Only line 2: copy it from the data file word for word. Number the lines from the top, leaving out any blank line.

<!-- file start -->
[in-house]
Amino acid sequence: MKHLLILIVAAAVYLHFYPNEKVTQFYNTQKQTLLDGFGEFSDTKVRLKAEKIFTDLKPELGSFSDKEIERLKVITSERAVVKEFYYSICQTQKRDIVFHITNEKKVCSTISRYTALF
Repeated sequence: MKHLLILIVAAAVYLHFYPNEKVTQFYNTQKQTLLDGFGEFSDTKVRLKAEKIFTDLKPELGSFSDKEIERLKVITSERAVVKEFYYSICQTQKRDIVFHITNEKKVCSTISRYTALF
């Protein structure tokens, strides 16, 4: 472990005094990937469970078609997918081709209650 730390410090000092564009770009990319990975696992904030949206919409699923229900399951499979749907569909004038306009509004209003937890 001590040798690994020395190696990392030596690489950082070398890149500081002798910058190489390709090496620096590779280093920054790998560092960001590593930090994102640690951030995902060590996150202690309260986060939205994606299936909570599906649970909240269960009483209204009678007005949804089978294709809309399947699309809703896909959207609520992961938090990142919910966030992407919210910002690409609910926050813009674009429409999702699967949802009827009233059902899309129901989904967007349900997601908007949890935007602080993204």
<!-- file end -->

Amino acid sequence: MKHLLILIVAAAVYLHFYPNEKVTQFYNTQKQTLLDGFGEFSDTKVRLKAEKIFTDLKPELGSFSDKEIERLKVITSERAVVKEFYYSICQTQKRDIVFHITNEKKVCSTISRYTALF